The contemporary workplace faces a surprising paradox: designed to foster productivity, it often tends to do the opposite. Stress, disengagement and absenteeism are a growing concern, particularly as they negatively impact the well-being of the occupants. And while our workplaces become more automated and technologically advanced, the emerging solution to this problem seems more elemental, primordial even: proximity to nature.

WoodSolutions' in-depth study reveals compelling evidence in this area. Biophilic workspaces incorporating wooden elements demonstrate a measurable positive impact on stress levels, mood, and cognitive function – improving both employee well-being and business outcomes.

Could a simple design change unlock a healthier, more productive workplaces that actively boosts employee creativity and problem-solving skills?

The indoor shift: Why workplace design matters

Published in 2018, WoodSolutions’ "Workplaces: Wellness + Wood = Productivity" report was the first large-scale study of this type, and it made one thing abundantly clear: it is imperative for Australian workplaces to employ principles of biophilic design to establish a stronger connection with the outdoors. Six years on, this key finding is increasingly relevant.

Architects and designers have understood and embraced the transformative benefits of biophilic design for years now, but its applicability in workplace design is more essential than ever before – the study reveals that two thirds of Australian indoor workers spend most of their workday in an office environment and half of them spend only an hour or less outdoors each day.

With that in mind, the report delves into the compelling evidence on why biophilic design holds a distinct power in creating healthy and productive work environments. In doing so, it considers wood in particular – not only because of its proven track record of improving these crucial outcomes, but also because, as The Ultimate Renewable resource, it should be front of mind for any professional.

The science of wood and wellness

It's widely recognised that workspaces incorporating natural elements, like strategically placed planters or access to natural light – provide a much-needed sense of connection to the outdoors. However, wood appears to uniquely enhance this link.

The "Workplaces: Wellness + Wood = Productivity" report stipulates that the presence of wood can lead to greater employee satisfaction, improve well-being and can even positively impact employee absenteeism. Wood has also been proven to provide a cognitive boost – it’s linked to better concentration, mood, and productivity – and this research indicates that it might even positively influence creativity and problem-solving. The report also cites studies showing that incorporating timber in workplace fit-out can reduce the sympathetic nervous system activation. Essentially, this means that being in the presence of wood might actually lower our stress levels.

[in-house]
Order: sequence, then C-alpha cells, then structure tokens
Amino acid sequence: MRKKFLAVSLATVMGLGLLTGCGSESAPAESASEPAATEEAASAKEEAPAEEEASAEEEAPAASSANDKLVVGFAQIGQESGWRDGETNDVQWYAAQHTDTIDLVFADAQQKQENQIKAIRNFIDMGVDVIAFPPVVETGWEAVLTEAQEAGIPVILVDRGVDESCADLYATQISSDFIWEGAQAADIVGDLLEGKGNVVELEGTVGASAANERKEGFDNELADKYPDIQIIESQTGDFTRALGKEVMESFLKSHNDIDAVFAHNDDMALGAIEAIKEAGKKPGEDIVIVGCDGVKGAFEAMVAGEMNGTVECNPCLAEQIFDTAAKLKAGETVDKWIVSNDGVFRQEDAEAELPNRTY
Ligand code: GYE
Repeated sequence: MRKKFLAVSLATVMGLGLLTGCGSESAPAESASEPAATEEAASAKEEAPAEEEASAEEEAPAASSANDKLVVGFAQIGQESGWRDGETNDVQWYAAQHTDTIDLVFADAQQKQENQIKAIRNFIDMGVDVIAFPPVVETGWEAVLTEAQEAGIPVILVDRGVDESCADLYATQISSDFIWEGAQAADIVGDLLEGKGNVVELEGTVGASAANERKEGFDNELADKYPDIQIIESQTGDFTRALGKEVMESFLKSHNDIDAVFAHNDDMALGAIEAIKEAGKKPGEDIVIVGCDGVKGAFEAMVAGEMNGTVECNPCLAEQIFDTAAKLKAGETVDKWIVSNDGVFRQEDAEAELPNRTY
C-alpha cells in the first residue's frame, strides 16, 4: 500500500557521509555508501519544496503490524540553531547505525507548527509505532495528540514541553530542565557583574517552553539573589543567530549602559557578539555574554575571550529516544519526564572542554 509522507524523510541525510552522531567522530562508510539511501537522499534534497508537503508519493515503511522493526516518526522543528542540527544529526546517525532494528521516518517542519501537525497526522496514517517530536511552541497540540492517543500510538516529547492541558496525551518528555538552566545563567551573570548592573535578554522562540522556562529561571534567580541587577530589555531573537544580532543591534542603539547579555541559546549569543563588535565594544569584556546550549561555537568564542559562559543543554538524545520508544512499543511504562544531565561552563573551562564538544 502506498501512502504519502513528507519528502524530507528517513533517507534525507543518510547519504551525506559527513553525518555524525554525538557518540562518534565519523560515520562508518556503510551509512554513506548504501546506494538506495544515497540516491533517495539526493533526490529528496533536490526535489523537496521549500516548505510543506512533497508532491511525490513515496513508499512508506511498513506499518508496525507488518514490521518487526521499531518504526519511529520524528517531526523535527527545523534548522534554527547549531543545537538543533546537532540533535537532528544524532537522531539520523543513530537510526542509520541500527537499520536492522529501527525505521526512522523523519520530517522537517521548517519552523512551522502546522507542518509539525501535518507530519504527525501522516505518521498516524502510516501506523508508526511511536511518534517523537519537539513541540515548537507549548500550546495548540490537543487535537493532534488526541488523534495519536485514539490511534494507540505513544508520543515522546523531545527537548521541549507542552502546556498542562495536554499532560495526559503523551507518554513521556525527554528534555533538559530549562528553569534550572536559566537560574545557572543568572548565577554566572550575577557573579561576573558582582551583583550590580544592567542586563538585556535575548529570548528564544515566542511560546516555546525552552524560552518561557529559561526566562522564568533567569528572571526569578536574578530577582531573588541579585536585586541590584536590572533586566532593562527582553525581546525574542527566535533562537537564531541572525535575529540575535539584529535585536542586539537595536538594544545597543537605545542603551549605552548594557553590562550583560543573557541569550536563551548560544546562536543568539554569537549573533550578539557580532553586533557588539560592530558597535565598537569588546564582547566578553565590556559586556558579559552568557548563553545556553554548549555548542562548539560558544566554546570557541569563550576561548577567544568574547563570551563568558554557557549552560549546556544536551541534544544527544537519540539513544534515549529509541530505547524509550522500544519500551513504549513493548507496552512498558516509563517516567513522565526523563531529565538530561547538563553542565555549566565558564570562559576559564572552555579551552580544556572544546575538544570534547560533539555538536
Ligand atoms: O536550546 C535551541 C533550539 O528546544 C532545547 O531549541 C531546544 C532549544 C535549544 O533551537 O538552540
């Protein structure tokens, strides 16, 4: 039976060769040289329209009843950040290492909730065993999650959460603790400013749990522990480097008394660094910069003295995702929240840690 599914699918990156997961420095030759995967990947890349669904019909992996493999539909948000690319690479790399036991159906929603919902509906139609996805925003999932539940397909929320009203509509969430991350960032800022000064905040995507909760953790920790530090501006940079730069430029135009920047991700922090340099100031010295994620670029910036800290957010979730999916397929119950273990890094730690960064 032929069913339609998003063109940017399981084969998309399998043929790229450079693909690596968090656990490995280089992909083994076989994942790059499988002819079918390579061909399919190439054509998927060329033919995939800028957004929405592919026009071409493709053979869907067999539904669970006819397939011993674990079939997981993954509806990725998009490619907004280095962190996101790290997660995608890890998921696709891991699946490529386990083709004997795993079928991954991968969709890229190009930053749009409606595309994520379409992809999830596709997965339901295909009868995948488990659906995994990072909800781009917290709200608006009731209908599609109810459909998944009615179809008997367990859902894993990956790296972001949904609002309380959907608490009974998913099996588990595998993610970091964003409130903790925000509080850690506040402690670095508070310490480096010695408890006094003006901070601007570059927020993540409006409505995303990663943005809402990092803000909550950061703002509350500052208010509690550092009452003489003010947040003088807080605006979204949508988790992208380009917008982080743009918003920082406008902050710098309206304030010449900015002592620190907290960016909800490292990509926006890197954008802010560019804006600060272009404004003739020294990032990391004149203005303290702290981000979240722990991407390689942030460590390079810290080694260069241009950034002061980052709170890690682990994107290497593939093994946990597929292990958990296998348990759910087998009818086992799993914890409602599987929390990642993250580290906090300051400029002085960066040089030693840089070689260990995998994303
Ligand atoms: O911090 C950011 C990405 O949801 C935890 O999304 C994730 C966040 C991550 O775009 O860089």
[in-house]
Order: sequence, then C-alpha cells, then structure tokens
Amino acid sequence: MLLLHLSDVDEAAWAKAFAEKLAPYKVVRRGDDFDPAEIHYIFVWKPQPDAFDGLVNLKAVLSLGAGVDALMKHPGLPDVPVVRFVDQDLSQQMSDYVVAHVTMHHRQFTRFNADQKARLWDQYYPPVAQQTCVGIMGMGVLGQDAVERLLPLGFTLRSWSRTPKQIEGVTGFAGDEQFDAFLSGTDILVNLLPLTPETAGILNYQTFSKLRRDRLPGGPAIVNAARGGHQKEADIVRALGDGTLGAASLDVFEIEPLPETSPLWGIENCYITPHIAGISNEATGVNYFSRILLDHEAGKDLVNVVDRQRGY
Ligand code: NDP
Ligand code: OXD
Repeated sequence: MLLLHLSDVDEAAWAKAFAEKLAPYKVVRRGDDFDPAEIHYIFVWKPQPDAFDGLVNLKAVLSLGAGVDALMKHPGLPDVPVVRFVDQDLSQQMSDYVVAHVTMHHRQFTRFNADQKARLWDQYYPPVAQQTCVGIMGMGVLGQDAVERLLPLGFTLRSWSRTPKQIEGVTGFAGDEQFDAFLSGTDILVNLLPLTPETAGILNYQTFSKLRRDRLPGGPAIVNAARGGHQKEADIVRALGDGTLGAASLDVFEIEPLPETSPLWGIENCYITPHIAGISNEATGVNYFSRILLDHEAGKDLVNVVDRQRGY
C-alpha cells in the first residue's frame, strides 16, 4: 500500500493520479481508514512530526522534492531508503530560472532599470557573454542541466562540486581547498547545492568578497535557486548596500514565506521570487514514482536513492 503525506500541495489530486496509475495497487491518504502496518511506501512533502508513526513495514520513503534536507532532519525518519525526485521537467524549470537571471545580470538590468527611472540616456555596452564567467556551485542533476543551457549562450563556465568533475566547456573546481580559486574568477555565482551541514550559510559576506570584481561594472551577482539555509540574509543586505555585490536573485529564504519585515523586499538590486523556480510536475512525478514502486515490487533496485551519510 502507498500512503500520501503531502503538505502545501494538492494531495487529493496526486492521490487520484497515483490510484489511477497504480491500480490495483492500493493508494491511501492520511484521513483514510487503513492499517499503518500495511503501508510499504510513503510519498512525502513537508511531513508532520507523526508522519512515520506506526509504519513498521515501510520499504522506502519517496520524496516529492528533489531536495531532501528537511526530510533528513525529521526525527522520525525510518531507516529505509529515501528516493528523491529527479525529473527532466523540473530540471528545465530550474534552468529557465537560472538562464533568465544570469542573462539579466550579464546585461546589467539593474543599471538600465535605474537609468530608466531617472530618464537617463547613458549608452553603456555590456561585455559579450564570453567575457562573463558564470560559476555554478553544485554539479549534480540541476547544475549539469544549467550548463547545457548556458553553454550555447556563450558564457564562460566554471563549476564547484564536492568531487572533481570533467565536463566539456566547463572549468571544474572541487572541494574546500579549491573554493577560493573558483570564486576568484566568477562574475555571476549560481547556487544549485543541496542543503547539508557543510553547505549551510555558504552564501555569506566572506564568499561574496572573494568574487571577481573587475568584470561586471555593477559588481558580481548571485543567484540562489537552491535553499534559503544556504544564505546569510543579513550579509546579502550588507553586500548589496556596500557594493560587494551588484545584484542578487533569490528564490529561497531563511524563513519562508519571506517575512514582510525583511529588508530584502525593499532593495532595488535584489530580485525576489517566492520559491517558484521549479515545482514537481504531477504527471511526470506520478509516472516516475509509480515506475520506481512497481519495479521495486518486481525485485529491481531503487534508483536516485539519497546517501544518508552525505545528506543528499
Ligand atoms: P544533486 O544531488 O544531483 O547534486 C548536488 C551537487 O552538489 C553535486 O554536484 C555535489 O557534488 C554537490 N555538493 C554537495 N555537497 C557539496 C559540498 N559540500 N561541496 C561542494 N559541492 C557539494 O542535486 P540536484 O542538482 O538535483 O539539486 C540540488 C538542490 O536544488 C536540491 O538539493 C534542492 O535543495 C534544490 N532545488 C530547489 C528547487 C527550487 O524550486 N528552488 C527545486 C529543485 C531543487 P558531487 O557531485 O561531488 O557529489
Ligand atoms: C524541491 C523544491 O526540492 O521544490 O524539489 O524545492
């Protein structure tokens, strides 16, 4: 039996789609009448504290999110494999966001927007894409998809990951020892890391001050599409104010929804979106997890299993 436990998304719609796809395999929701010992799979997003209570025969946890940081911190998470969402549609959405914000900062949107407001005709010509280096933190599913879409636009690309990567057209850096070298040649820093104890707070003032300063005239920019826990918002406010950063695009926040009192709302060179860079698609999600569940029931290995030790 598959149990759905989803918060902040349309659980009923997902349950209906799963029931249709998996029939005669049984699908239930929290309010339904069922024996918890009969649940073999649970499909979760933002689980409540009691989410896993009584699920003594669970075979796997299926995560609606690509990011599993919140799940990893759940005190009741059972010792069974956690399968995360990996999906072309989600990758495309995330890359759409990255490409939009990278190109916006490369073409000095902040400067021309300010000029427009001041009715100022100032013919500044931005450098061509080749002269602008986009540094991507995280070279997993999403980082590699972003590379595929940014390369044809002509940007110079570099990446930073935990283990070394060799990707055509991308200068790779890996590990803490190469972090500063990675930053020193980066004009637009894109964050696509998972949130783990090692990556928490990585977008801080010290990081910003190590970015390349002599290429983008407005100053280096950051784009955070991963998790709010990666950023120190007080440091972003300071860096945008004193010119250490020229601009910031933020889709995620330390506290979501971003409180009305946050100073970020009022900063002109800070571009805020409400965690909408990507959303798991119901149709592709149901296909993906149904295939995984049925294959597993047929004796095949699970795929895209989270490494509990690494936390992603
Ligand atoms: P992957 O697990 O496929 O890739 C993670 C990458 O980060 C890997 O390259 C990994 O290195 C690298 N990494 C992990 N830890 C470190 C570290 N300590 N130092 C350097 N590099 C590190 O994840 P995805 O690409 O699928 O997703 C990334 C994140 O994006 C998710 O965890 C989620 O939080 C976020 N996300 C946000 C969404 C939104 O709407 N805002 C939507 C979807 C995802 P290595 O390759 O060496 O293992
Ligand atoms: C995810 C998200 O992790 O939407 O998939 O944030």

In essence, there is ample correlation between integrating wood in a workplace design and a happier, more productive, more creative and healthier workforce who is also more inclined to come into the office – and these findings go beyond the 2018 report. Ongoing research continues to reinforce the idea that thoughtfully designed spaces featuring natural elements can actively support our physical and mental health.

So, what does this mean for architects, designers and specifiers? It reinforces the notion that wood is an incredibly powerful and transformative design tool, and that there are multiple ways in which it can be integrated into any workspace to improve outcomes for individuals and employers.

Wood as a design tool: From finishes to structure

In addition to other biophilic considerations – maximising natural light, incorporating greenery and outdoor spaces – integrating wooden fittings (like furniture or flooring) is an easy way to seamlessly add this natural material into any space. In addition, because of its acoustic-enhancing properties, wooden wall or ceiling panels can provide biophilic benefits, improve reverberation and reduce noise distractions all at the same time, which makes them an ideal choice for offices and commercial workplaces.

However, as a particularly sustainable material, wood is also an incredible choice for the structural elements of a space. Apart from its undeniable visual and sensory presence, structural timber offers a way to address the growing focus on embodied carbon – the next sustainability frontier in the global architecture and design industry. The shift towards structural timber, and the rise of mass timber for that matter, highlight the industry’s focus on embracing the many benefits of wood. Some of the most striking examples of local projects, like Brisbane’s iconic office building, 25 King – completed the same year the report was released, in fact – underscore this wonderful meeting point between the beauty of biophilia and spotlight on sustainability.

In an era where employee well-being is paramount and sustainable construction is the new normal, wood holds a unique power in creating better, healthier and more enduring workplaces. By strategically integrating timber – from finishes to structural elements – architects and designers can create workspaces that actively nurture those within them – a win-win for individuals and businesses fostering a more engaged, productive, and healthy workforce.

Founded in 2010, WoodSolutions is a non-profit initiative providing independent technical information, education and resources on timber and wood products. And, as this insightful report clearly demonstrates, they’re a fitting partner for any architect, design or specifier looking to embrace biophilic design and the potential of wood to shape workplaces that nurture the wellbeing of the individuals, the organisational success – and the environmental outcomes for the society at large.